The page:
Mr HODGMAN - I thank the House for its indulgence. The next matter I desire to raise is in regard to Uganda. Earlier today we had unanimously passed by this House a resolution to recognise throughout the world Commonwealth Day. In fact, it will be recognised in all Commonwealth countries next Monday. Quite frankly, I do not believe that at the present moment Uganda is worthy to be a member of the British Commonwealth of Nations, nor should its demented leader, President Idi Amin, be permitted to attend the conference of the heads of government of the British Commonwealth of Nations due to be held in London later this year. I feel that there is a very strong case for Uganda to be suspended from the British Commonwealth of Nations because I find it impossible to reconcile in my mind that we, in passing the motion we did earlier, intended to convey to the world that Uganda had the same common heritage that we have, that it represents an institution through which the Commonwealth is a unique forum of discussion and exchange of ideas. I do not believe that any Australian could approve of this man Amin, a mass murderer, the butcher of Uganda, a pathological killer of Eichmann proportions, who has inflicted upon the people of Uganda a reign of terror, murder, kidnapping, thuggery and religious persecution unprecedented in the world since World War II.

Uganda is a country in which more than one third of the population are Christians who have just seen their Archbishop slaughtered. Now the troops of Amin are going around the country and persecuting and wiping out Christians. I believe there is a dreadful stench over Uganda today. There will be a dreadful stench over the British Commonwealth if this madman, this maniac, is permitted to attend the conference in London. I appreciate that the Prime Minister (Mr Malcolm Fraser) cannot at the moment indicate publicly what are the views of this Government. He will convey them in the appropriate manner to the Envoy of the British Prime Minister. But I as a member of this House want to say that I hope that the Government will make it quite clear that it cannot and will not tolerate the presence of Amin or the representation of Uganda at that conference.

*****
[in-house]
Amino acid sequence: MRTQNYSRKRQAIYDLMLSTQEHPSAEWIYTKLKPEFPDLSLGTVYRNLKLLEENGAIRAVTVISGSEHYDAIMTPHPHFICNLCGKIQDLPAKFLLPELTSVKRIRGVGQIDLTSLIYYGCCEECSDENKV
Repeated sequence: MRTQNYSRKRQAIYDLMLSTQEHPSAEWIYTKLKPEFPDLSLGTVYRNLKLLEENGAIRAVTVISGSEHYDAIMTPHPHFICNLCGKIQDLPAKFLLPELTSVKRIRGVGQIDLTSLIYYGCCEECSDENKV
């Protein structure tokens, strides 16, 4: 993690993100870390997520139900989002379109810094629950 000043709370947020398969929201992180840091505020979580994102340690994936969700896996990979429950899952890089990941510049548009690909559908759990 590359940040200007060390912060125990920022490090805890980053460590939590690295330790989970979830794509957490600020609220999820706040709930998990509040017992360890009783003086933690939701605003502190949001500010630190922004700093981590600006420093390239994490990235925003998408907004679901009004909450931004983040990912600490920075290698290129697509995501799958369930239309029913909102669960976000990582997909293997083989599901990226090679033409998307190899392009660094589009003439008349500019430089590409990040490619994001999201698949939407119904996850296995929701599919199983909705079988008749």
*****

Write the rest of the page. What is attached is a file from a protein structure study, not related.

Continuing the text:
The third matter I wish to raise relates to the Palestine Liberation Organisation. I must say that as an Australian I find it a matter of profound regret that representatives of that organisation- international terrorists, kidnappers, thugs and gangsters- are coming to Canberra in April of this year as duly accredited representatives of the International Parliamentary Union- at a time when the International Parliamentary Union refuses to permit Amnesty International even to have observer status. I do not believe that the PLO should be permitted to come here. If its representatives do come, then for heaven 's sake confine them to Canberra.

In relation to the economy, I adopt completely the brilliant speech of the honourable member for Braddon (Mr Groom) in moving the Address-in-Reply. He summed up everything that I wanted to say with respect to unemployment and inflation. But I do want to draw attention to the fact that as of May this year, by virtue of our Government's policy of full indexation ofensions, the standard rate of pension will rise to 47.10 and the married rate of pension will rise to $78.50. Again with the approval of the honourable member for Corio, I seek leave to have incorporated in Hansard a table indicating what the Government has done by means of its policy of full indexation of pensions for the betterment of the people of Australia.

Mr DEPUTY SPEAKER -Is leave granted? There being no objection, leave is granted.

The table read as follows-


25.3 per cent of AWE.

Mr DEPUTY SPEAKER -Order! The honourable member's time has expired.